"Healing involves what we as Aboriginal people know best, our Country, our history and our stories. Healing begins with reconnecting with our past, moulding it with the present, and sharing it with our fellow Australians to ensure a healthy future".
Ryan Dashwood (Indigenous Medical Student)
This year's Symposium theme, Healing OUR Way provided a space to consider the fundamental aim of healing which is a better future for our children. The journey of healing varies from individual to individual and occurs on different levels; families, communities and nationwide. The 2009 Symposium provided delegates with a chance to look at the issues facing Indigenous healers and doctors, and to recognise the cultural diversity of our healing methods. The event was held in Brisbane on Saturday 3rd October on the land of the Yuggera peoples with 175 delegates in attendance, including a large number of AIDA members and representatives from a wide range of stakeholder organisations. The aim of the Symposium was all about bringing our people together to showcase and celebrate the work being undertaken to improve the health, education and well being of Aboriginal and Torres Strait Islander people.
The Bardon Centre provided the perfect venue for the Symposium, connecting completely with the theme of healing. This unique retreat, nestled in the foothills of the Mount Coot-tha National Park, on the edge of Brisbane, is surrounded by thick eucalypt, grevillea and acacia forests. Most delegates stayed on site providing members and stakeholders the opportunity to network and develop future relationships. Most importantly, the venue provided the essential ingredients to foster strong collegiate support for our AIDA members.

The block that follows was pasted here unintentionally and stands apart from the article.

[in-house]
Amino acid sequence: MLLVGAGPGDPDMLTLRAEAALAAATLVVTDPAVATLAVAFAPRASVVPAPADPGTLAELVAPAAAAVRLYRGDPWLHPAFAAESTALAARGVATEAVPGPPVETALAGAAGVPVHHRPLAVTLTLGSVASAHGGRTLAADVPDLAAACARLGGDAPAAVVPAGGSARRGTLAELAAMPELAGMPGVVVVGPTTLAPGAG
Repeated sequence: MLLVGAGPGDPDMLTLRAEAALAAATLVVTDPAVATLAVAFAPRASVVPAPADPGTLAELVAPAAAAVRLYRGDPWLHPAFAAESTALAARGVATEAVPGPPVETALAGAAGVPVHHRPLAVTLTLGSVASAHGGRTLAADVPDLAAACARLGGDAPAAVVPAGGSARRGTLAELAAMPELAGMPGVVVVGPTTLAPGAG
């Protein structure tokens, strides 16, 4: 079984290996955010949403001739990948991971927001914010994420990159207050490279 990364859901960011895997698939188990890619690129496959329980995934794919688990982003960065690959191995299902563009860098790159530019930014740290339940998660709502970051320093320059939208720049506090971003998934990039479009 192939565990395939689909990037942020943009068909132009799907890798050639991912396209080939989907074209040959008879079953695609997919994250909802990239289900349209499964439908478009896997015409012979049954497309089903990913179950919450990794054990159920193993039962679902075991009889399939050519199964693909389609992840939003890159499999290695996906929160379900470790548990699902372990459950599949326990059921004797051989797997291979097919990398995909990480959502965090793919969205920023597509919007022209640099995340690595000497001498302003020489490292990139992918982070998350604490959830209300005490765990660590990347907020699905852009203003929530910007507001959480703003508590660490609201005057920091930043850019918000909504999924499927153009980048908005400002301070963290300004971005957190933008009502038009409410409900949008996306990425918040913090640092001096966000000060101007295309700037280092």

Mr Eddie Ruska, traditional owner from the Yuggera Peoples provided the Welcome to Country. New AIDA President, Associate Professor Peter O’Mara (Wiradjuri), gave an inspiring and passionate message centered on the importance of healing. He also spoke about the future direction of AIDA and the important role that AIDA has in the national health reform agenda. Strengthening the AIDA family through collegiate activities and future representative opportunities, ensuring that our organisation remains strong well into the future was also reiterated by Professor O’Mara. A fitting tribute to past AIDA Presidents; Dr Louis Peachey, Professor Helen Milroy, Dr Mark Wenitong and Dr Tamara Mackean concluded Professor O’Mara’s moving address.
Keynote speaker Ms Muriel Bamblett (Yorta Yorta) gave a powerful presentation titled Re-story-ing Culture, Restoring Relationships: Pathways to Resilience and National Healing. Ms Bamblett articulated the importance of our stories in relation to healing, and how our voice (through our stories) tells us who we are and reminds us of our right of self determination. The cycle of poverty was also discussed, followed by solutions around acts of empowerment such as self-determination and expansion of Aboriginal and Islander services and acts of reconnection.
One of the highlights of the Symposium was the launch of AIDA’s Journeys Into Medicine publication. The Hon Warren Snowdon, Minister for Indigenous Health, Rural and Regional Health and Regional Services Delivery, launched this inspirational account of the journeys of Indigenous doctors and medical students into medical careers. Minister Snowdon congratulated AIDA on its active leadership and support for Indigenous doctors. He said that AIDA plays a significant role in encouraging more Indigenous Australians into medicine.
The Nunukul Yuggera Aboriginal dance troupe captivated the audience with an electrifying dance, song and fire lighting performance. With smoke lingering throughout the amphitheatre, the scene was set for Professor Ian Wronski’s presentation on Issues Relating to the Establishment of an Indigenous Health Workforce and Mr Greg Phillips(Waanyi and Jaru) presentation on The Aboriginal & Torres Strait Islander Healing Foundation; An Opportunity for Healing and Cultural Renewal. It was then over to AIDA Medical Student, Mr Justin Gladman (Wiradjuri) who talked about The Adaptability of Problem Based Learning as an Educational Strategy for Aboriginal Health Workers. Associate Professor Noel Hayman (Wakka Wakka) wrapped up session two with his inspirational work at the Inala Indigenous Health Service, leading to it becoming a centre of excellence in Indigenous health.